|Langrigg shown within Cumbria|
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|Sovereign state||United Kingdom|
|EU Parliament||North West England|
Langrigg is a hamlet in Cumbria, England. It lies to the northeast of Aspatria and south of Abbeytown, just to the southwest of Bromfield. Historically, it formed part of the Langrigg and Mealrigg township, in the Parish of Bromfield, then an independent parish from 1894 until 1934.
Langrigg is located along the A596 road. It is relatively low-lying, at the extremity of what was described in the late 18th century as a "dull and dreary common", although the land immediately around it is fertile. Its name is derived from the ridge of land along which it is located to the east of Bromfield. A river, named Ranny Gill, flows on the eastern side of the village. The township covers an area of 865 ha and includes part of Bromfield Common. A stream known locally as Dub Stangs rises to the west of Langrigg, and flows into the Solway Firth at Allonby Bay.
Waldieve, Lord of Allerdale, gave the manor of Langrigg to Dolphin, son of Aylward, whose family held it for generations until it fell to a family who took their name from the township. A Thomas de Langrigg once held property in Langrigg during the reign of Henry II, Langrigg Hall being the principal manor house. Agnes, wife of Gilbert de Langrigg, is documented to have "demanded against John Crookdake 25 acres of land, 15 acres of meadow, and 2s 4d rent there; and against Thomas de Langrigg 30 acres of land, and 14 acres of meadow". The historical township includes Bromfield, Greenhow and Crookdake, the latter of which was held for many years by the Musgrave family.
Langrigg later fell into the Porter and Osmunderly families; the Osmunderly were of Lancashire origin. The Porters held the manor, while the Osmunderlys held the demesne. It was owned by William Osmunderly, Sheriff of Cumberland, during the reign of Henry IV. The last of the Osmunderleys, Reverend Salkend Osmunderely, sold the manor to his son in-law Thomas Barwis in 1735 (Barwis is credited with reconstructing the Langrigg Hall). John Barwis (1775–1818), who was also Rector of Niton in the Isle of Wight, was one of its prominent owners. and his son William Barwis, was still in possession of Langrigg manor in 1860. In 1876, its ownership changed to Joseph Bowerbank of Cockermouth. The township of Langrigg had a population of 198 in 1801, 194 in 1821, 269 in 1841, and 281 in 1851. The united township of Langrigg and Mealrigg in Bromfield parish became an independent parish following the Local Government Act of 1894, although for ecclesiastical purposes it remained attached to Bromfield. Langrigg Hall Farm produces free-range eggs for Morrisons supermarket.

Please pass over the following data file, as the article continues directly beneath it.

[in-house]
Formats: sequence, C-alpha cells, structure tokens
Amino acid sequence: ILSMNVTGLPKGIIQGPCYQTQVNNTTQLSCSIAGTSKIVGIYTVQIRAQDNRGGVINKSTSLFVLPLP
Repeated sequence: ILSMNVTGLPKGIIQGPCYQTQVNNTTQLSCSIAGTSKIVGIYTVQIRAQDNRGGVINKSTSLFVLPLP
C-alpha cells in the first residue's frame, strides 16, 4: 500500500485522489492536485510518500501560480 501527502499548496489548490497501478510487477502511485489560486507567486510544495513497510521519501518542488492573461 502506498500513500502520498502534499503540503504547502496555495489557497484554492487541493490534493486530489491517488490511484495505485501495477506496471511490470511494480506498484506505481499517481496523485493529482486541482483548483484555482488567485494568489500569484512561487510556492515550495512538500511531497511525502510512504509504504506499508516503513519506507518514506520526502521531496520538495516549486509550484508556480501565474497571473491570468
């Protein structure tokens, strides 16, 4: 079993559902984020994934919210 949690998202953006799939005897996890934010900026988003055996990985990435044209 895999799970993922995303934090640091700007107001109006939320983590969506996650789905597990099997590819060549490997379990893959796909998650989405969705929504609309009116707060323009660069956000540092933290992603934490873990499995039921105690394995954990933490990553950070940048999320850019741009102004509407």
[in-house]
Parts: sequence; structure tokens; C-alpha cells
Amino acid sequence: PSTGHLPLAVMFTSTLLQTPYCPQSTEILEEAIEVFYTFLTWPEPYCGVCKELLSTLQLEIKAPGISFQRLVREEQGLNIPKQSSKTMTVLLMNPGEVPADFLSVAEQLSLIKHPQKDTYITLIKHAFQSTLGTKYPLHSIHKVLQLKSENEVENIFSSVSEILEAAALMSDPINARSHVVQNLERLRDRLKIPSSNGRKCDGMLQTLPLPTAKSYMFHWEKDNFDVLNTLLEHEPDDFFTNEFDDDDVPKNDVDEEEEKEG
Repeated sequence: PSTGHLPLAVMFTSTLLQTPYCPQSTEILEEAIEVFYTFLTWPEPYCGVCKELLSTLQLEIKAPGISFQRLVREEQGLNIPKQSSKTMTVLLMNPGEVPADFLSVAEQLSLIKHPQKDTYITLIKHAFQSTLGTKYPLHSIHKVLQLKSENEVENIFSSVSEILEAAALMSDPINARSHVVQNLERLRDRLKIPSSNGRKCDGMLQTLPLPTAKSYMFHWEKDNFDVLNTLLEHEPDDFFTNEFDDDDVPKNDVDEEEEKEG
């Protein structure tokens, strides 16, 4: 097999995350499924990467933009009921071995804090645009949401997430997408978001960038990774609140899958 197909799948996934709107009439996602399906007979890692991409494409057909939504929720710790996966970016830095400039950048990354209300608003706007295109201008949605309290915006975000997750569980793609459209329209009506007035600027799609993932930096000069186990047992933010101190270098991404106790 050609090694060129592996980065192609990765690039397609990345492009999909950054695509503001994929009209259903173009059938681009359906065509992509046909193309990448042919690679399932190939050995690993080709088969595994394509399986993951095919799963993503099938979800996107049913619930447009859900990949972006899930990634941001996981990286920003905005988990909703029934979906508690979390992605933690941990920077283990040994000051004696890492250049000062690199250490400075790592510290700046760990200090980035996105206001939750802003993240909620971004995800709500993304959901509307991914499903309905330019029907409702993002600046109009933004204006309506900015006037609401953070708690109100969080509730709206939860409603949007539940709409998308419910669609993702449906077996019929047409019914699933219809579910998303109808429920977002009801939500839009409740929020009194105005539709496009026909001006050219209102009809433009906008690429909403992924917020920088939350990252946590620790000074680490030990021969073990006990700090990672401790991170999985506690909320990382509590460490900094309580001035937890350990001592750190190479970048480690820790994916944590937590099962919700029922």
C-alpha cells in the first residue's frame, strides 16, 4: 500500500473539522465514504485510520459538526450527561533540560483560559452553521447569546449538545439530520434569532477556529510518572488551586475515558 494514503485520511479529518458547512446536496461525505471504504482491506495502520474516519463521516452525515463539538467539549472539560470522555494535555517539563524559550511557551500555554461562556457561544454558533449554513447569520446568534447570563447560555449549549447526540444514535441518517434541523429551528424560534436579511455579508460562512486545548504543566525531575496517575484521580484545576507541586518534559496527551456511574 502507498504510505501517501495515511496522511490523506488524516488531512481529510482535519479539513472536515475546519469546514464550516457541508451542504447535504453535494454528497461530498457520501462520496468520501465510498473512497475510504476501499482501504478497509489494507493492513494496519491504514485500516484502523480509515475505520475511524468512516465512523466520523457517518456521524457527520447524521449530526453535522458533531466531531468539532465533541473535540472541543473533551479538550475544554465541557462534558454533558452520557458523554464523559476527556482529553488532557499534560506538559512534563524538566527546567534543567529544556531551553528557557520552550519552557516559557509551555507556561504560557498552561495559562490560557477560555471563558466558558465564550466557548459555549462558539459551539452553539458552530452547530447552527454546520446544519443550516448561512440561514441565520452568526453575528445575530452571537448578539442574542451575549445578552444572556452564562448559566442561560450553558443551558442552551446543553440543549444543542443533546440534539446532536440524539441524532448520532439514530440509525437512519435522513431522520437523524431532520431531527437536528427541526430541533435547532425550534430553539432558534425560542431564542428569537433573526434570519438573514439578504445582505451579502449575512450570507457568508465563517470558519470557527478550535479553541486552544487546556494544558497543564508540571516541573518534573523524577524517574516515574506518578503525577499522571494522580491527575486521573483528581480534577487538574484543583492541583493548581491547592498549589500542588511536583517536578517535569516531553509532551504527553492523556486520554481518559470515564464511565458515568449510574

- Jenny Cowern, artist, lived at Langrigg, Aspatria
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- Whellan 1860, p. 216.
- Burke's Genealogical and Heraldic History of the Landed Gentry. H. Colburn. 1847. p. 63.
- Bulmer 1901, p. 159.
- "Bromfield Tn/AP/CP through time". Vision of Britain Organization. Retrieved 25 October 2013.
- Highways. 69. D.R. Publications Limited. 2000. p. 10.
- Hutchinson 1794, pp. 299–301.
- "Langrigg and Mealrigg". Cumbria County History Organization. Retrieved 16 October 2013.
- Lysons 1816, p. 48.
- Nicolson, Burn & Nicolson 1777, p. 164.
- The Gentleman's Magazine. F. Jeffries. 1840. p. 226.
- Burke & Burke 1847, p. 63.
- "Langrigg Hall Farm, Cumbria". Morrisons.co.uk. Retrieved 15 October 2013.
- "Langrigg And Mealrigg". Vision of Britain Organization. Retrieved 16 October 2013.
- Bulmer, T. (1901). History, topography, and directory of Cumberland: comprising its history and archaeology : a general view of its physical and geological features, with separate historical and topographical descriptions of each town, parish, manor, and extra-parochial liberty (Public domain ed.). T. Snape.
- Burke, John; Burke, Bernard (1847). A Genealogical and Heraldic Dictionary of the Landed Gentry of Great Britain & Ireland (Public domain ed.). H. Colburn.
- Hutchinson, William (1794). The History of the County of Cumberland: And Some Places Adjacent, from the Earliest Accounts to the Present Time (Public domain ed.). London: F. Jollie.
- Lysons, Samuel (1816). Magna Britannia, a concise topographical account of the several counties of Great Britain, by D. and S. Lysons (Public domain ed.).
- Nicolson, Joseph; Burn, Richard; Nicolson, William; Scott, Daniel; Hornyold-Strickland, Henry (1777). The history and antiquities of the counties of Westmorland and Cumberland (Public domain ed.). Printed for W. Strahan.
- Whellan, William (1860). The History and Topography of the Counties of Cumberland and Westmoreland: With Furness and Cartmel, in Lancashire, Comprising Their Ancient and Modern History, a General View of Their Physical Character, Trade, Commerce, Manufactures, Agricultural Condition, Statistics, Etc., Etc (Public domain ed.). W. Whellan and Company.